On Giving Your Photography Clients Copyright

Photographers! Stop the madness!

Over and over, I see pricelists where people say that their clients get the copyright with their DVD of photographs / digital negatives / high-resolution negatives.

No, no, no, no!

You are NOT giving your clients the copyright! You are giving them a License for Personal Use! (Actually, you are selling it to them, as part of the price tag on selling your digital files.)

While this may seem like semantics, it isn’t. These are actual, LEGAL terms. They have a meaning behind them. It is pretty important. If you give your clients the Copyright on their images, it means that they have the rights to do everything with them and you have NO more rights to use them.

You can’t sell them a print. No more canvases either. You can’t make them an album from their photographs. You can’t display the work in your portfolio. Or on your blog. THEY have all the rights with the copyright. YOU have none left if you give it to them.

This has a monetary impact on you & your business!

If you include a License for Personal Use, they can use the photographs to make their own prints. YOU can still use the photographs for everything else. YOU can still make money off of your photographs by selling them other products.

They are two very different things. Educate your clients on the difference if needed (because someone has told them to ask for the copyright on the photos even though the use license is what they really need), but do NOT give away your copyright!

Think of it as a bundle of sticks – you want to keep some of them for yourself, and you want to share some of them with your clients. You do not want to give them the whole bundle! This great stick analogy is courtesy of Katie Sunstrom, who I did a presentation with on Photographers & Copyright at PhotoCamp Houston back in 2009.

If you’d like more information on copyright law, be sure to follow Plagiarism Today – Jonathan Bailey is an awesome guy and his site is full of great information.

DISCLAIMER: I am not an attorney. Please consult your attorney for legal guidance on copyright issues. Just so we’re clear.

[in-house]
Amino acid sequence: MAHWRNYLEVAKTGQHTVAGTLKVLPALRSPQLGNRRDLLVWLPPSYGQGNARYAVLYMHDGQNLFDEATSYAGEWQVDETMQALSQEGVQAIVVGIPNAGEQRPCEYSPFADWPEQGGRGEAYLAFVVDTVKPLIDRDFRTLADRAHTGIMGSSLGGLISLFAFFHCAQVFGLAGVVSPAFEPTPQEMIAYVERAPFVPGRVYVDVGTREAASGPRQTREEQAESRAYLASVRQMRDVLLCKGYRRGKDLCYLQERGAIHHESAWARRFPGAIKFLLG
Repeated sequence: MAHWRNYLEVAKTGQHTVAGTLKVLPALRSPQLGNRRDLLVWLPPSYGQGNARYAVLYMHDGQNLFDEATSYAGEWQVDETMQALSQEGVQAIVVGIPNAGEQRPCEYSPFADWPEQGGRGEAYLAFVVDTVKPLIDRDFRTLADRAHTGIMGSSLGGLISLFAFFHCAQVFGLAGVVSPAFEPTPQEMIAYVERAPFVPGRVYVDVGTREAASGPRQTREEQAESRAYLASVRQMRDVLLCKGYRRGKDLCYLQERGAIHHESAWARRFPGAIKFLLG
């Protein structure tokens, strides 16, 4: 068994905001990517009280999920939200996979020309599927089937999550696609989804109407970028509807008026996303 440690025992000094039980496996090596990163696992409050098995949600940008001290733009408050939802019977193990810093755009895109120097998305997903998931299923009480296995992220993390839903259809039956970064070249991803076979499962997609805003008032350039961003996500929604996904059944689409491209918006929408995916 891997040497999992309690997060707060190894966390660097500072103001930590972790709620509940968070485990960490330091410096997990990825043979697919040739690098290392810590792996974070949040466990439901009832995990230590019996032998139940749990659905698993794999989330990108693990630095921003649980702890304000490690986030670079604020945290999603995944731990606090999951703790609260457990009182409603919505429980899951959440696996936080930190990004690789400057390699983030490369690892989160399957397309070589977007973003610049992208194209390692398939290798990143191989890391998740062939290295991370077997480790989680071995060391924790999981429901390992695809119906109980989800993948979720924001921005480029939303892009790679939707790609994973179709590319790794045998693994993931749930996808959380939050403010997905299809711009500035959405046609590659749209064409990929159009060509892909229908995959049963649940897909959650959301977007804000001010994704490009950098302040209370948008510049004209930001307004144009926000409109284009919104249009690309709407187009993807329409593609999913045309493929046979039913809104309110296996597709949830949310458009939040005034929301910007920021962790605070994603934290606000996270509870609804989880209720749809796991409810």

Christine Tremoulet - Business Coach for Professional Photographers

Author: Christine

Business Coach for Professional Photographers, founder of Photographer's Inner Circle, and Best-Selling Author. Blogger since 2000, I named WordPress. My Superpower: Helping entrepreneurs like you use the power of storytelling across blogging & social media to magnetize clients and dominate your market. It is time to stop believing the lies of the Perfection Culture. I live in Houston, Texas when I'm not traveling in my Mini Cooper.

  • Great post! A photographer local to me gives away what she calls “copy write.” She’s cheap as chips, too, so no surprises. *sigh*

  • Thank you for making this so easy to understand! It is such a small, yet important, distinction. We should all be this mindful of the details.

  • Thanks so much for sharing this, I have shared it with many of the ‘start up’ photographers that go through my husbands class at the local college.. and some that have been in ‘business’ for a while! Have a great day!

  • Wow, I’d like to think that people aren’t that, er, naive – but I’m really not that surprised! I only recently stopped giving my clients digital image files with their session (with personal license) because I can’t sustain a business by doing so. They’ll take their files down to Walgreen’s or Wal-Mart and get crappy prints on the cheap and I’m left making zero profit! I would NEVER give up my copyright and my contracts and model releases make sure my clients understand this!

  • Thank you so much for this post. Truly helped in dealing with a client today. I’m hoping they see my point of view after having the ammo to use (terms) in defending my rights! Thanks so much!

  • I hope this thread is still live. I am making a coloring book for someone. I am taking photos inside their private club, of their buildings, desaturating the photos, then compiling it into said coloring book. They sent me a work for hire contract which essentially said they own every picture, etc. from now until eternity in every format, etc. and I’m not to use them ever. I understand they want to protect their privacy and I have no interest in using the pictures again, 20 of them. So not even sure how to approach this, or even if I want to, based on the rest of the work for hire contract. How would you even price photos in this scenario?

  • Erin, that is a bit of a unique situation since it is a work for hire project, and they are hiring you, ultimately, to create the coloring book. In the past when I worked for a web agency and took photos at a client job site, it was part of my job – and I charged nothing extra.

    If you feel you need to charge them something, I’d go to ASMP.org and look up their information on commercial pricing — they are my go-to experts in this situation!

    Hope that helps!